Preliminary hearing begins for caregiver accused of murdering Rancho Bernardo man
By Kelly Wheeler
SAN DIEGO (CNS) – An 89-year-old Rancho Bernardo man who went missing after his bank accounts were drained in the wake of his second wife’s death told his daughter he didn’t want to move to the Midwest but instead was planning to live with a woman named “Denise,” according to testimony Monday.
The testimony came at a preliminary hearing for Denise Michelle Goodwin, 45, who is charged with murder and a special circumstance allegation of murder for financial gain in the death of Gerald Eugene Rabourn.
The senior disappeared in October 2010. His body has never been found, but there is no evidence he is still alive, according to authorities.
Goodwin was hired through a senior care service to see to the needs of Rabourn’s 91-year-old wife, Carolyn, who died of cancer on Sept. 29, 2010. At Goodwin’s arraignment last year, prosecutor Bill Mitchell said Rabourn trusted Goodwin with all his assets, and within days of his wife’s death, she allegedly began converting those assets for her own personal use.
Goodwin also allegedly dissuaded family members from contacting police by giving them inconsistent reports regarding Rabourn’s whereabouts after his wife’s death.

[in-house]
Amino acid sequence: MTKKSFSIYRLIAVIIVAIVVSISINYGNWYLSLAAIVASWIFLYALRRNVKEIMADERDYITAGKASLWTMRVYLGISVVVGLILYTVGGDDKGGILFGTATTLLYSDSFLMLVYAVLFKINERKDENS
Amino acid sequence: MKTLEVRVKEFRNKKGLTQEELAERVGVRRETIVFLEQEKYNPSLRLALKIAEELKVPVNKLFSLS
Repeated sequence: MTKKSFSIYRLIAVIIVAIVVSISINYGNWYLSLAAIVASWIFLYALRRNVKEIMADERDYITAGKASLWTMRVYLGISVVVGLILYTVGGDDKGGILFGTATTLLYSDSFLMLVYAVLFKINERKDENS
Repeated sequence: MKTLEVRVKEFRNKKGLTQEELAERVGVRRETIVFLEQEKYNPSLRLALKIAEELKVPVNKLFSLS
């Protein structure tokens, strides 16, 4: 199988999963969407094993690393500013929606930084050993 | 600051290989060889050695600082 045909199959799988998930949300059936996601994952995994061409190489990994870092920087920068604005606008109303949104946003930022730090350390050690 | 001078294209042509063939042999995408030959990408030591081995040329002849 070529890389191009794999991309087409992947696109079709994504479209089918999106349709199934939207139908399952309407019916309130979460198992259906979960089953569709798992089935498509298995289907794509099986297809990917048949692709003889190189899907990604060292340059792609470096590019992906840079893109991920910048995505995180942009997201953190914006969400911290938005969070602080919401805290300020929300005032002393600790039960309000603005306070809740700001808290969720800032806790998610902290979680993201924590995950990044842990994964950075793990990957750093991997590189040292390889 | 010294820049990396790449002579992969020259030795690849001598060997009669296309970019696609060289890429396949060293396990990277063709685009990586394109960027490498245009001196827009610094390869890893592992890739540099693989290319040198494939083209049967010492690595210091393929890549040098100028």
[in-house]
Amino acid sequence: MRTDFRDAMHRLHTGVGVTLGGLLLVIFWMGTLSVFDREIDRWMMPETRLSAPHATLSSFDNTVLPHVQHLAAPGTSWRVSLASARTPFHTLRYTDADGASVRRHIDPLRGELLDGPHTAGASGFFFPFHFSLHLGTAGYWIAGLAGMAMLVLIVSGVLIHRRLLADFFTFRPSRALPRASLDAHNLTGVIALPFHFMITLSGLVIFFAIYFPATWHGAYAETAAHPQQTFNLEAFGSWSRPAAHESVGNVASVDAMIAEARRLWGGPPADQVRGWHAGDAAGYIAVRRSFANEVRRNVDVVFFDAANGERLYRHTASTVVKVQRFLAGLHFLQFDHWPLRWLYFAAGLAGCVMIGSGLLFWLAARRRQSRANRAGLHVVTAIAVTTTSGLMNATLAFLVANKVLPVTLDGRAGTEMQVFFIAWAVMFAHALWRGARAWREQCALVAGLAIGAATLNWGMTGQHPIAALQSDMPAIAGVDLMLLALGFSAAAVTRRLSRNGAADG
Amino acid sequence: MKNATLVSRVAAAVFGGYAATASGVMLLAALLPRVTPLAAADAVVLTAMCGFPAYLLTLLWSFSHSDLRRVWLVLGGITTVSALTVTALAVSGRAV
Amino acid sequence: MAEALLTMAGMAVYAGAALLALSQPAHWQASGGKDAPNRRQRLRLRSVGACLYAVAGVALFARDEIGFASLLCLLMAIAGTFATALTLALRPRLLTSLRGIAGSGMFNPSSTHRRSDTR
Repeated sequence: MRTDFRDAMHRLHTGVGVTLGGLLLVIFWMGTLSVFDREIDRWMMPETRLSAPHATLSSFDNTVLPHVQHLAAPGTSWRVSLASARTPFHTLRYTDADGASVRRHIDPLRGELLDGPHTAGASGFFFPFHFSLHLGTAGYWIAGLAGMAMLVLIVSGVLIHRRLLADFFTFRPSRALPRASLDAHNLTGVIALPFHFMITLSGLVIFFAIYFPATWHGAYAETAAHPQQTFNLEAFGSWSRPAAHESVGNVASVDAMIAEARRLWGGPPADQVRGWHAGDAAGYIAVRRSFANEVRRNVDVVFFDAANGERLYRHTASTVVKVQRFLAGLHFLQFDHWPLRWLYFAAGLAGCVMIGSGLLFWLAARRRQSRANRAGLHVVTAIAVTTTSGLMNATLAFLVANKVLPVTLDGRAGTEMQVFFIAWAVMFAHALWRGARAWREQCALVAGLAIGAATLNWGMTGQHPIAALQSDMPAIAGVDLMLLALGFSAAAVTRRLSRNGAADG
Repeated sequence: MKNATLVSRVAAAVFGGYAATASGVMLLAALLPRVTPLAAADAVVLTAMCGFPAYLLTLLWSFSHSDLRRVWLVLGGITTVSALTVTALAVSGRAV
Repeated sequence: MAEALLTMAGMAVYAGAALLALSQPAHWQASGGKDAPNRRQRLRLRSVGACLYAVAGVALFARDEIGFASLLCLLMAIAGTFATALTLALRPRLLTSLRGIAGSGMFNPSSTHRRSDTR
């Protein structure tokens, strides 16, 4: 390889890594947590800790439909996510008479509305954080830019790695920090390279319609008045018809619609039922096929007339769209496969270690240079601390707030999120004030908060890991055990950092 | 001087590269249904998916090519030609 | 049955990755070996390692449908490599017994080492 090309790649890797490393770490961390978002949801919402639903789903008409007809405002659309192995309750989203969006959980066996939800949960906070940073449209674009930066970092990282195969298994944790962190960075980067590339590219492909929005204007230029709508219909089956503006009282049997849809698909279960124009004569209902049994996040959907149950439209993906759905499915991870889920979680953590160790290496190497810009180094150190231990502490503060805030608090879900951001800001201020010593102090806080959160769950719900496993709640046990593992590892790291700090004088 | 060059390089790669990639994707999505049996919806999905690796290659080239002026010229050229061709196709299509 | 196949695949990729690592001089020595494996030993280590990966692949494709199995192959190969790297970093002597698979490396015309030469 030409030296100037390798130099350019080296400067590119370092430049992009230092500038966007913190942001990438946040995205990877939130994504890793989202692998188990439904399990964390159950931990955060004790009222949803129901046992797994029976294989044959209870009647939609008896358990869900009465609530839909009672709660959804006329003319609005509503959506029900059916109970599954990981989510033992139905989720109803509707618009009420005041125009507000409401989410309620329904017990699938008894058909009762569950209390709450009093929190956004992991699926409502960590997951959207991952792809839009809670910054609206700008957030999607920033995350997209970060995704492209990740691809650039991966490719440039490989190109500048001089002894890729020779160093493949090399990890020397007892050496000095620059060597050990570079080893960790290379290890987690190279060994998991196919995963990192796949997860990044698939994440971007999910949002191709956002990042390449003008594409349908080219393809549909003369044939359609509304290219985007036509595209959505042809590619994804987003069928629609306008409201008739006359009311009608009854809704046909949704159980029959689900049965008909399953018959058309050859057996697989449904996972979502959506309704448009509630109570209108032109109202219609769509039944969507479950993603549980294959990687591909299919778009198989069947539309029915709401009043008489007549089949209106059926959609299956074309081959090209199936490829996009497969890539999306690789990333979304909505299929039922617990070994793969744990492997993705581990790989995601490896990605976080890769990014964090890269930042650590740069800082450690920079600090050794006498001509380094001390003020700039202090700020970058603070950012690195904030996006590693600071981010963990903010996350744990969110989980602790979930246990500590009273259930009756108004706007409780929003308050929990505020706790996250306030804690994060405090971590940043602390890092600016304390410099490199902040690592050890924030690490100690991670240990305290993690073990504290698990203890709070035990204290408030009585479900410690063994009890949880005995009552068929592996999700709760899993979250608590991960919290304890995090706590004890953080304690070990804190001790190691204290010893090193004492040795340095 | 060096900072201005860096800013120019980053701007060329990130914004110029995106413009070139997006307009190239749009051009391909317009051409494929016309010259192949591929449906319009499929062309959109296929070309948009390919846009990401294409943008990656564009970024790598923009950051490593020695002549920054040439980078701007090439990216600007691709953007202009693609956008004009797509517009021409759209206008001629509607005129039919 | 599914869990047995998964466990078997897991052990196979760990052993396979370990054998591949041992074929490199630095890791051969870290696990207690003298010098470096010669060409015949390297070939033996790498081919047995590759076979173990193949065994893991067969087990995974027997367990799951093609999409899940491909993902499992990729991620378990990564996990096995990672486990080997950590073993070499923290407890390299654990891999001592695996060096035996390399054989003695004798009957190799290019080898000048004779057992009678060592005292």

Mary Weaver, Raybourn’s daughter from his first marriage, testified that she tried in October 2010 to convince her father to move to the Midwest, but he said “he was planning to live with Denise.”
Days later, when she checked back with her father, he said he was staying put in his home, Weaver testified.
Police said there was an abrupt end to Rabourn’s family contacts, cell phone use and financial activity after Oct. 21, 2010. After that date, his signature on a document to sell the family home and a title document to transfer ownership of his car were forged, according to authorities.
Weaver said her father was financially “well” and had told her “he was leaving everything to me.”
She said an attorney she spoke with told her that her father and Goodwin had come to his office to change his will, but the attorney reassured Weaver that Goodwin couldn’t get any of her father’s money.
She said she last spoke to her father on Oct. 19, 2010, but didn’t report him missing until the following February, when she didn’t get a birthday card from him.
“He’s dead. That’s what it made me think,” Weaver told the prosecutor Monday.
Goodwin was arrested in July 2011 as she boarded a plane for a European vacation.
In addition to murder and the special circumstance allegation, she is charged with elder abuse, embezzlement by a trustee, grand theft, forgery and auto theft – 11 counts in all.
Goodwin’s son, Michael, is charged with possession of a stolen car.
The preliminary hearing is expected to last all week. At its conclusion, Judge Charles Gill will determine whether enough was presented to order Goodwin to stand trial on the charges, which could result in the death penalty or life in prison without parole if she is convicted.
A decision by the district attorney on whether to pursue a death sentence would come later in the case.
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